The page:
COVID-19: No plans to close schools yet, says Education Minister Ong Ye Kung; focus is on raising hygiene standards
SINGAPORE: Schools will remain open for now, said Minister for Education Ong Ye Kung on Friday (Feb 14), responding to calls from parents for schools to close in light of the COVID-19 outbreak.
"The parents who suggest that, I think, they are just trying to protect their children. And I think we share that; the safety and the well-being of the children is top of our minds,” said Mr Ong, speaking to reporters at First Toa Payoh Primary School (FTPPS).
"But it is also because of that you start to realise, this is a very difficult decision with a lot of pros and cons."
Mr Ong noted that many parents "feel a sense of safety" by keeping their children at home.
"But there are significant cons," he added.
For example, infections can and do happen at home, said Mr Ong. If schools are closed, older students could mingle with each other, and infections could still happen.
However, in school, students are repeatedly reminded to wash their hands, avoid touching their face and avoid coming to school if they are sick.
"So, today in school ... it's a much more regimented and cleaner environment. That's why we say we are trying our best to call on all of the 33,000 educators to make schools one of the safest places against this virus," he added.
Mr Ong also noted that closing schools would be a “big disruption” to many parents and students.
“At the beginning, we may feel safe, but as schools continue to be closed, after a while, normalcy would be disrupted," he said.
"Parents will be scrambling, 'how do I look after my child in the day when I’m at work?' And the alternative childcare arrangements may not be safer than schools."
Noting that schools were closed during the SARS period so that precautionary measures could be implemented before students were allowed into the premises, Mr Ong said: "All those systems are today in place. So we don’t have the need to close schools.
"As of now, I think we should keep schools going, but take extra precautions, as we have already done."
He added: “If there is widespread virus transmission, whether you close (schools), whether you open (schools), I think you’re going to get infections (in schools). And the pros and cons have to be weighed carefully.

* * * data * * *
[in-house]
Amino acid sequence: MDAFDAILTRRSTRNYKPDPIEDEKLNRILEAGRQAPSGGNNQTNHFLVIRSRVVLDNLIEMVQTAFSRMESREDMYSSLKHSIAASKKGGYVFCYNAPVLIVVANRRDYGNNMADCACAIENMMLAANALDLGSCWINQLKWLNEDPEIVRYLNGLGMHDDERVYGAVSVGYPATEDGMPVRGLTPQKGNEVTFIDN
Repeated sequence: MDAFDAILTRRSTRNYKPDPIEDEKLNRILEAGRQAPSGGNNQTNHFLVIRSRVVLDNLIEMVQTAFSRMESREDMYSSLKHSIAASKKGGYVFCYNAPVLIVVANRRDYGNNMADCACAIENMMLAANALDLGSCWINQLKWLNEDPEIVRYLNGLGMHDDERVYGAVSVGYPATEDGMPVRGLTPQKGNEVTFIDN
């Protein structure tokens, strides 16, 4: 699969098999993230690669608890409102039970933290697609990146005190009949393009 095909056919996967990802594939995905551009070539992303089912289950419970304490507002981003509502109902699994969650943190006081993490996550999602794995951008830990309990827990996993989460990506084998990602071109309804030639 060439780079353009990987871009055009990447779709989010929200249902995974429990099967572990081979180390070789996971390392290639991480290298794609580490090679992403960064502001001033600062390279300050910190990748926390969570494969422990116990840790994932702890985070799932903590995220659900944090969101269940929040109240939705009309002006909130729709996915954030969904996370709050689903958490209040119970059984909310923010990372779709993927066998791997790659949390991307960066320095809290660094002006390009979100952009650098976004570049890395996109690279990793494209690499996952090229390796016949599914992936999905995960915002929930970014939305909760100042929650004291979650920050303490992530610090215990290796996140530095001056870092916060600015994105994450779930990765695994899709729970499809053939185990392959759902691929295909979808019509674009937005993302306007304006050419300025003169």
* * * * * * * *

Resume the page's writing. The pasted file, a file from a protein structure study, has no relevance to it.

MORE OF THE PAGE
“I think what we can make sure we do (is) raise the individual hygiene standards, raise the group hygiene standards of schools, and make sure this is one of the safest places in Singapore for students.”
A NEW RAP FOR COVID-19
The Ministry of Education also launched on Friday a new rap for the COVID-19 outbreak.
Calling for students to wash their hands and wipe down their belongings and areas they use, the rap is part of a Total Defence Day campaign.
Along with the rap, the Education Ministry also launched five superhero mascots called the Soaper 5, each with a different message.
Super Soaper Soffy, Hands Down Hana, Mask Up Mei Mei, Virus Screener Varun and Wipe Up Wilson are each tagged to a personal hygiene habit - washing your hands with soap, avoid touching your face, wearing a mask and seeing a doctor if unwell, and wiping down surfaces to make it clean for the next person.
The Total Defence Day lesson package, which has been rolled out across all primary schools, secondary schools and junior colleges, will recognise how COVID-19 has impacted the community, teach students how they can play their part by practising good hygiene, and empower them to identify community needs from the COVID-19 situation, said MOE.
Shen Yi Ping, a Primary 3 student at FTPPS, said he was “a little bit scared” of the virus, but hoped that there would be a cure soon.
“I learnt that the virus is not as serious as SARS (severe acute respiratory syndrome), but it spreads faster than SARS.
“Now it’s very strict. Every time you come to school there will be a health check. They will ask you if you’re feeling well, they will see if you have a cough, runny nose, or if you look like you have a fever,” said Yi Ping, adding that students are sent home even if they are just a bit sick.
Mr Ong stressed that cleaning common areas like the canteen regularly is now more critical than ever, and with staggered recesses in schools, there is more cleaning to be done.
“Using Total Defence Day, we are rolling out the next stage, which is very critical, which is our group hygiene, as a community, as a system. And therefore, we are instituting a wipe down routine to clean up after yourself,” said Mr Ong.